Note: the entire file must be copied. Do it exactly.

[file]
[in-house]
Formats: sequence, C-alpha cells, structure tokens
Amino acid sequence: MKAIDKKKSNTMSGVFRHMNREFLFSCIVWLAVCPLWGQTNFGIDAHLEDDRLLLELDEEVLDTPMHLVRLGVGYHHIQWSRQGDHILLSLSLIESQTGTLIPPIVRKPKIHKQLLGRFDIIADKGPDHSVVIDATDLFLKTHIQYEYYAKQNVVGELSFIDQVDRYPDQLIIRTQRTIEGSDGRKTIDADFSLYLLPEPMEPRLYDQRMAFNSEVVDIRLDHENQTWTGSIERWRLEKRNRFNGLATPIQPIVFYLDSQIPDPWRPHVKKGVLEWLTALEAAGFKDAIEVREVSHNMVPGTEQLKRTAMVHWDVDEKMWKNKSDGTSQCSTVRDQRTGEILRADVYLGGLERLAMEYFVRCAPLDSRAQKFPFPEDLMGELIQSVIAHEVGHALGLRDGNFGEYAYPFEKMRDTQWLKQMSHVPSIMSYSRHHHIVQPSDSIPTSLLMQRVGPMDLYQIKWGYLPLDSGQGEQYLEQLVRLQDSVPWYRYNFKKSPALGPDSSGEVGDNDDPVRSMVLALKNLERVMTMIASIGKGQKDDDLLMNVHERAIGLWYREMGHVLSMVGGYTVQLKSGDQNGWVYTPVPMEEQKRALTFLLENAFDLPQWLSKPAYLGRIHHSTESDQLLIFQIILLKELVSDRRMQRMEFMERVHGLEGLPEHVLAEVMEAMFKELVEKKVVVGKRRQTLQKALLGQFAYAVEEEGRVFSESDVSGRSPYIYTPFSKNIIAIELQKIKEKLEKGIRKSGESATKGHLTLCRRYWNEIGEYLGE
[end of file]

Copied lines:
[in-house]
Formats: sequence, C-alpha cells, structure tokens
Amino acid sequence: MKAIDKKKSNTMSGVFRHMNREFLFSCIVWLAVCPLWGQTNFGIDAHLEDDRLLLELDEEVLDTPMHLVRLGVGYHHIQWSRQGDHILLSLSLIESQTGTLIPPIVRKPKIHKQLLGRFDIIADKGPDHSVVIDATDLFLKTHIQYEYYAKQNVVGELSFIDQVDRYPDQLIIRTQRTIEGSDGRKTIDADFSLYLLPEPMEPRLYDQRMAFNSEVVDIRLDHENQTWTGSIERWRLEKRNRFNGLATPIQPIVFYLDSQIPDPWRPHVKKGVLEWLTALEAAGFKDAIEVREVSHNMVPGTEQLKRTAMVHWDVDEKMWKNKSDGTSQCSTVRDQRTGEILRADVYLGGLERLAMEYFVRCAPLDSRAQKFPFPEDLMGELIQSVIAHEVGHALGLRDGNFGEYAYPFEKMRDTQWLKQMSHVPSIMSYSRHHHIVQPSDSIPTSLLMQRVGPMDLYQIKWGYLPLDSGQGEQYLEQLVRLQDSVPWYRYNFKKSPALGPDSSGEVGDNDDPVRSMVLALKNLERVMTMIASIGKGQKDDDLLMNVHERAIGLWYREMGHVLSMVGGYTVQLKSGDQNGWVYTPVPMEEQKRALTFLLENAFDLPQWLSKPAYLGRIHHSTESDQLLIFQIILLKELVSDRRMQRMEFMERVHGLEGLPEHVLAEVMEAMFKELVEKKVVVGKRRQTLQKALLGQFAYAVEEEGRVFSESDVSGRSPYIYTPFSKNIIAIELQKIKEKLEKGIRKSGESATKGHLTLCRRYWNEIGEYLGE